James Turrell is an American artist of French-Irish descent. He lives and works in Flagstaff, Arizona, as well as in Ireland. Many of his works are inspired by and dedicated to light. In 1965, he graduated in mathematics and psychology at Ponoma College in Claremont, California. Then he completed his training with an art diploma at the University of California at Irvine and a master’s in art at the Claremont Graduate School. In 1969, he projected his first light projections to Pasadena Art Museum, which lay the foundation of his work. Subsequently, the use of light as a material made an internationally renowned artist. In 1977, he purchased a volcanic crater in the Arizona desert (the Roden Crater), which he transformed little by little into a gigantic astronomical observatory.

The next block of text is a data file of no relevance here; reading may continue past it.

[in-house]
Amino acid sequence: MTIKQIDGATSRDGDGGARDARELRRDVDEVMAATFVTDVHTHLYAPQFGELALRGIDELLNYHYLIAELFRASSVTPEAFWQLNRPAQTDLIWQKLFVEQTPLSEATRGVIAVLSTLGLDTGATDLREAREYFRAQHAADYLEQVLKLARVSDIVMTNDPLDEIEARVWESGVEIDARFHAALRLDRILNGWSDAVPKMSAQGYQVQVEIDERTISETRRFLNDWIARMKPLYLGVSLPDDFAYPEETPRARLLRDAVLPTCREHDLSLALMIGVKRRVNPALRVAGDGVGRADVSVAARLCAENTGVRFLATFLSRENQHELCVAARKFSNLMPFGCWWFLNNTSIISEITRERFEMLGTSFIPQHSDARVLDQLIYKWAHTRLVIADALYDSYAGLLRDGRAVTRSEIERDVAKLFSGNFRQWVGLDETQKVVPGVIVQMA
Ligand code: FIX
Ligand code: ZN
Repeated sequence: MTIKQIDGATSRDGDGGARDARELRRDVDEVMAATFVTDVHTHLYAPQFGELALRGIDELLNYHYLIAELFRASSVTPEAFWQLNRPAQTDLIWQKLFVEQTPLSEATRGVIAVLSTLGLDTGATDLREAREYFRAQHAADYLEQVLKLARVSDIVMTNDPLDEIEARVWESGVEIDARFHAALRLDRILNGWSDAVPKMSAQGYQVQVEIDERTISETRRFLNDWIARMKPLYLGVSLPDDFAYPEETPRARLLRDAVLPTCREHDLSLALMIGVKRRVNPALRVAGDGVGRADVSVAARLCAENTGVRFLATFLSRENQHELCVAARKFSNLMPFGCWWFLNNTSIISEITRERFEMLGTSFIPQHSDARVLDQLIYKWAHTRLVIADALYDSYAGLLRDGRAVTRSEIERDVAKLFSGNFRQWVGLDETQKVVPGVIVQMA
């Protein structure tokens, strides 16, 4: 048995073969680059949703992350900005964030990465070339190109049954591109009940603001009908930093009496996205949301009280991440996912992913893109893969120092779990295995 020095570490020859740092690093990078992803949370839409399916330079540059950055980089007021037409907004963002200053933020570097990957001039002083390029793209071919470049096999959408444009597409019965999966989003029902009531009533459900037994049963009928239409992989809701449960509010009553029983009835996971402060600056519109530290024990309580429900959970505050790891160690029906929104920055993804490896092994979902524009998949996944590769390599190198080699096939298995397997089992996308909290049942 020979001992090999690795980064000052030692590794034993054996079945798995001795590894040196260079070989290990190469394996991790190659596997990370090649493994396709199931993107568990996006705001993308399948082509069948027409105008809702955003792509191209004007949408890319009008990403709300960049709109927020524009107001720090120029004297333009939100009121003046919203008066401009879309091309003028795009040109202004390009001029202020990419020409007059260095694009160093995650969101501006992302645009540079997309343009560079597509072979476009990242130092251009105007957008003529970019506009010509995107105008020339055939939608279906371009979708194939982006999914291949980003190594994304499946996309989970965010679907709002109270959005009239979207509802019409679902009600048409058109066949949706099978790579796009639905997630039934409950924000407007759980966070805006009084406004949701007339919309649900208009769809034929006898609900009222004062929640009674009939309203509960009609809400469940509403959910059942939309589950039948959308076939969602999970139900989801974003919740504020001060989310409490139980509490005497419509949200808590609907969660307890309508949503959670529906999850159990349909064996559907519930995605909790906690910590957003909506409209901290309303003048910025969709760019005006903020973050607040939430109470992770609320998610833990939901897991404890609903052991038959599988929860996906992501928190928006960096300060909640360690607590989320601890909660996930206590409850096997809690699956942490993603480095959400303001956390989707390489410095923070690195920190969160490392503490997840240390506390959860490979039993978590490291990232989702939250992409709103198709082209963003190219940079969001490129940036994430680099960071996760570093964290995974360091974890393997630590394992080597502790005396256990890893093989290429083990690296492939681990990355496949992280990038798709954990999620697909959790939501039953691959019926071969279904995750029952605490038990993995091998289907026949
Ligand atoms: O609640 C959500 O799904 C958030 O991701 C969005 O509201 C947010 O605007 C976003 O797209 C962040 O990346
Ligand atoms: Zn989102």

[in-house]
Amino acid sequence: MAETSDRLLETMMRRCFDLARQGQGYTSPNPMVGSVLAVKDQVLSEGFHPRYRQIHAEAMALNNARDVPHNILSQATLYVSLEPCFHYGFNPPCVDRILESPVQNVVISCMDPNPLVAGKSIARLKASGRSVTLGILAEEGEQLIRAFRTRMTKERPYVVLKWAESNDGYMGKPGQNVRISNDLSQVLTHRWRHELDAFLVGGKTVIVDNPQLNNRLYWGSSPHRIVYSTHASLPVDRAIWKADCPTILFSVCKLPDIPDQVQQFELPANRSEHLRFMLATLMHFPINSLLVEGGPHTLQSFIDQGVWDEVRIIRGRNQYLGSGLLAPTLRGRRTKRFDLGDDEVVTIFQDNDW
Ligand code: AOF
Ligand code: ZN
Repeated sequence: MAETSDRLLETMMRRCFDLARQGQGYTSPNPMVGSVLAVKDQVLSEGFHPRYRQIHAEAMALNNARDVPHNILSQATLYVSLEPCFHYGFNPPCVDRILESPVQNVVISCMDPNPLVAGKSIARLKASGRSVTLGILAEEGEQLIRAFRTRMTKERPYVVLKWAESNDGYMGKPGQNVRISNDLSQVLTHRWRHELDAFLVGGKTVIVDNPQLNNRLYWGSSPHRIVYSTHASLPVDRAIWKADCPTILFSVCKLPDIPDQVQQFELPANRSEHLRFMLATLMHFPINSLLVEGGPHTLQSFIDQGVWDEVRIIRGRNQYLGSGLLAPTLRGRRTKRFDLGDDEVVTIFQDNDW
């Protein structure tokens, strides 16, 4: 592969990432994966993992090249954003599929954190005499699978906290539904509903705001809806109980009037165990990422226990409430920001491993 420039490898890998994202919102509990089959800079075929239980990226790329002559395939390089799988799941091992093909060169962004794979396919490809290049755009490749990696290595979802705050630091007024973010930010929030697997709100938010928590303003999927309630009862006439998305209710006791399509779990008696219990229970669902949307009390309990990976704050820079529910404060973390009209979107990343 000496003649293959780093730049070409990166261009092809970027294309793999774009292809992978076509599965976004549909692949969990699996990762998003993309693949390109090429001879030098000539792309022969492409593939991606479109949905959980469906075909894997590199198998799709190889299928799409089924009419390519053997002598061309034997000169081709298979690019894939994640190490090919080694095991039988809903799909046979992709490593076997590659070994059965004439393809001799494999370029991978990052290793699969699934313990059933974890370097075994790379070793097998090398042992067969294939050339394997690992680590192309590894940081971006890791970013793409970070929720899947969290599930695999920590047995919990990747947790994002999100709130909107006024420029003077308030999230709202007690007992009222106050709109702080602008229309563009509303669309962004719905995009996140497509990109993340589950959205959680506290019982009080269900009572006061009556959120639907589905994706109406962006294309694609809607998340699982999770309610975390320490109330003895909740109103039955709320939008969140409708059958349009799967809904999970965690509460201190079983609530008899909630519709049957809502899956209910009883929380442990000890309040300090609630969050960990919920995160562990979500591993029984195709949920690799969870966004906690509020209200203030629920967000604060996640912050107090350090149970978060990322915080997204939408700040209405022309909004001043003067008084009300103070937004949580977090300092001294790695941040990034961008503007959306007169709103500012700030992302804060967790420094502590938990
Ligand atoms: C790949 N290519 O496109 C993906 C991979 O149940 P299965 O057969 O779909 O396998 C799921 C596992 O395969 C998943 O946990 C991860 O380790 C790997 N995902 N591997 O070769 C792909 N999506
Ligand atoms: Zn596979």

Since the 1960s, Turrell’s installations are known as ‘perceptual environments’, created by natural or artificial lights. His art is a statement on the visual and intellectual perception of space. He solicits the senses of the spectators and plays with their perception through deceit. By doing so, he leads the spectators their own perceptions of space.
At the same time, the manipulation of natural light in architecture is one of his favourite motifs. James Turrell intervenes in architectural spaces, and gives in most of his works the illusion of a monochrome painting emerging from the darkness.